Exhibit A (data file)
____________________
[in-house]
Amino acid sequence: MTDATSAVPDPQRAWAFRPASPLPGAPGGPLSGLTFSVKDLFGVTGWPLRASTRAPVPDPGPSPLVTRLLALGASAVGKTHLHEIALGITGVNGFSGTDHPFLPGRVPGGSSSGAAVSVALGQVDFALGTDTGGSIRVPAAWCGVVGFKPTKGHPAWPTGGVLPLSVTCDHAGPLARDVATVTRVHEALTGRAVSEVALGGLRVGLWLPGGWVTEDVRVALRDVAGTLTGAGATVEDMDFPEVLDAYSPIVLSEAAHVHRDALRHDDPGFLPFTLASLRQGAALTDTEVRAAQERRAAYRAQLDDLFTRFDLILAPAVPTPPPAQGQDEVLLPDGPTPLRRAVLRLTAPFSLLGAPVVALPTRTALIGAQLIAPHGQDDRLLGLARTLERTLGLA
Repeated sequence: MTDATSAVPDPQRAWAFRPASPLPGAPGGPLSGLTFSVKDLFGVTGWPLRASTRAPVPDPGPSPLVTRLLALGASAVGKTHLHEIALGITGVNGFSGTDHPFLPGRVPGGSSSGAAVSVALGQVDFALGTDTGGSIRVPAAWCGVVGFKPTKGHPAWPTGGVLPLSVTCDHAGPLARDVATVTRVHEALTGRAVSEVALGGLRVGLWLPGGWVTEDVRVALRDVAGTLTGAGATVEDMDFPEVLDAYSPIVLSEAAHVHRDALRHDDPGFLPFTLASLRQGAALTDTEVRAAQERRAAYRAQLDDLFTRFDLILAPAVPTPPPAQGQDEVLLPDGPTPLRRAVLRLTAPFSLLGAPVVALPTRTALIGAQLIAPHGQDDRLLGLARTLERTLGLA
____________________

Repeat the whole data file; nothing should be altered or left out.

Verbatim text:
[in-house]
Amino acid sequence: MTDATSAVPDPQRAWAFRPASPLPGAPGGPLSGLTFSVKDLFGVTGWPLRASTRAPVPDPGPSPLVTRLLALGASAVGKTHLHEIALGITGVNGFSGTDHPFLPGRVPGGSSSGAAVSVALGQVDFALGTDTGGSIRVPAAWCGVVGFKPTKGHPAWPTGGVLPLSVTCDHAGPLARDVATVTRVHEALTGRAVSEVALGGLRVGLWLPGGWVTEDVRVALRDVAGTLTGAGATVEDMDFPEVLDAYSPIVLSEAAHVHRDALRHDDPGFLPFTLASLRQGAALTDTEVRAAQERRAAYRAQLDDLFTRFDLILAPAVPTPPPAQGQDEVLLPDGPTPLRRAVLRLTAPFSLLGAPVVALPTRTALIGAQLIAPHGQDDRLLGLARTLERTLGLA
Repeated sequence: MTDATSAVPDPQRAWAFRPASPLPGAPGGPLSGLTFSVKDLFGVTGWPLRASTRAPVPDPGPSPLVTRLLALGASAVGKTHLHEIALGITGVNGFSGTDHPFLPGRVPGGSSSGAAVSVALGQVDFALGTDTGGSIRVPAAWCGVVGFKPTKGHPAWPTGGVLPLSVTCDHAGPLARDVATVTRVHEALTGRAVSEVALGGLRVGLWLPGGWVTEDVRVALRDVAGTLTGAGATVEDMDFPEVLDAYSPIVLSEAAHVHRDALRHDDPGFLPFTLASLRQGAALTDTEVRAAQERRAAYRAQLDDLFTRFDLILAPAVPTPPPAQGQDEVLLPDGPTPLRRAVLRLTAPFSLLGAPVVALPTRTALIGAQLIAPHGQDDRLLGLARTLERTLGLA